Rousing Call to Hindu Nation

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Rousing Call to Hindu Nation
Rousing Call to Hindu Nation 2009 edition front cover.jpg
Rousing Call to Hindu Nation 2009 edition front cover
Author Swami Vivekananda
Editor: Eknath Ranade
Country India
Language English
Published 1963
Pages 169
ISBN 8189248103

Rousing Call to Hindu Nation or Swami Vivekananda's Rousing Call to Hindu Nation (1963)[1] is a compilation of Indian Hindu monk Swami Vivekananda's writings and speeches edited by Eknath Ranade the leader of Rashtriya Swayamsevak Sangh. The book was published in 1963, in the birth centenary of Vivekananda. Ranade dedicated the book as a "personal homage to the great patriot-saint" Swami Vivekananda.[2]

Background[edit]

Swami Vivekananda was born in Calcutta (now Kolkata) on 12 January 1863.[3] The year 1963 was celebrated as his birth centenary year and numerous initiatives were taken all over India.[4] In 1963, M. S. Golwalkar, the second "Sarsanghchalak" (Supreme chief) of the Rashtriya Swayamsevak Sangh requested Ranade to take up the responsibility to establish the Vivekananda Rock Memorial.[5] Ranade who had widely read the works of Vivekananda was deeply influenced by his teachings. He then took the initiative first to install a tablet on the Vivekananda Rock, Kanyakumari, and then published the book, a selection of Vivekananda's writings, titled "Swami Vivekananda's Rousing Call to Hindu Nation", in Calcutta as a personal tribute.[2][6]

Content[edit]

While Vivekananda, during his lifetime, had talked on a wide spectrum of themes such as philosophy, religion, sociology, music and architecture, Eknath Ranade in his compilation limited the coverage to Vivekananda’s writings related to India’s ancient heritage, the reasons that led to its decline to the present state and the ways and means to reattain the past glory. Highlighted in the book are Vivekananda’s call to rouse the conscience of the Hindus to establish the glory of Hindustan: "Arise! Awake! And stop not till the goal is reached".[7]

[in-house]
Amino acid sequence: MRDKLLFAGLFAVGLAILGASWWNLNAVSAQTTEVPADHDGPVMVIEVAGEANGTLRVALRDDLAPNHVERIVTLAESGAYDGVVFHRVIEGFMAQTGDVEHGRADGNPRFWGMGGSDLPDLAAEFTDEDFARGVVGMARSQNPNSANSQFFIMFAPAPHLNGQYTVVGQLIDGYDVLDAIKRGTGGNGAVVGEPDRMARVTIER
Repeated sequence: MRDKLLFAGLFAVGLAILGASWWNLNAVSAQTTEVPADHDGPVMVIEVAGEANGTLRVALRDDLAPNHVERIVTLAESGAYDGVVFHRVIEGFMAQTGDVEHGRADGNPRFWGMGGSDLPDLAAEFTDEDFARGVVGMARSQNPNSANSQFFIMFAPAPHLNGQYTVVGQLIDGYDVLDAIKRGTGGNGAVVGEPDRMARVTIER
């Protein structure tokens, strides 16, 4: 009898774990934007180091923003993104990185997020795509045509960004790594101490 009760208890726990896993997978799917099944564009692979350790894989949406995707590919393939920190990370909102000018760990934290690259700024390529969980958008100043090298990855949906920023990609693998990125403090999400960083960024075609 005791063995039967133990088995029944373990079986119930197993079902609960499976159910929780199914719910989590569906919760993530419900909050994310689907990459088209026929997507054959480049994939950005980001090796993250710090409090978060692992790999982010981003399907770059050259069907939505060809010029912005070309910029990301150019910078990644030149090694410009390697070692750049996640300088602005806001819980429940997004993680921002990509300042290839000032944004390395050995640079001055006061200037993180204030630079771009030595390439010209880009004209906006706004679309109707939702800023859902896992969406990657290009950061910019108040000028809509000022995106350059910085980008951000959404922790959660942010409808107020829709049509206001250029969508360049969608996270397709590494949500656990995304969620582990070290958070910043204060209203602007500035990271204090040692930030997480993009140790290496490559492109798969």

Ranade divided the book in four parts — a) The message b) selections from Addresses, discourses and writings, c) some observations and admonitions and d) Man-making or the moulding of workers. Each part is divided into multiple chapters, each of which contains selections of Swami Vivekananda's writing and speeches related to India and Hinduism.[8]

Publication[edit]

Ranade's book was published in 1963, which was the birth centenary year of Vivekananda. The book was published by Swastik Prakashan, Calcutta.[1][9] Ranade called the book a "personal homage to the great patriot-saint" Swami Vivekananda.[2]

Reception[edit]

The book received mainly positive reception. According to Antony R. H. Copley, the writer of "Hinduism in public and private: reform, Hindutva, gender, and sampraday", the book "exemplified" Vivekananda's theory of the difference between Hindutva and Hinduism.[10] Swami Vivekananda's originally published book in Bengali was translated into English in 1993 and was named "My India, Eternal India". This book followed the same format as Ranade's book and contained compilation of Vivekananda's sayings on different topics.[11]

References[edit]

Citations[edit]

  1. ^ a b Chitkara 2004, p. 418.
  2. ^ a b c Vivekananda 2009, p. 169.
  3. ^ Sil 1997, p. 12.
  4. ^ Banhatti 1995, p. vii.
  5. ^ "Eknath Ranade biography". Vivekananda Rock Memorial. Archived from the original on 24 September 2013. Retrieved 24 September 2013. 
  6. ^ "The story of Vivekananda Rock Memorial". Archived from the original on 30 September 2013. Retrieved 30 September 2013. 
  7. ^ "Swami Vivekananda's Rousing Call to Hindu Nation". Archive Organization. Retrieved 2 October 2013. 
  8. ^ Vivekananda 2009.
  9. ^ Mohapatra 1996, p. 137.
  10. ^ Copley 2003, p. 54.
  11. ^ Vivekananda & Lokeswarananda 1996.

Sources[edit]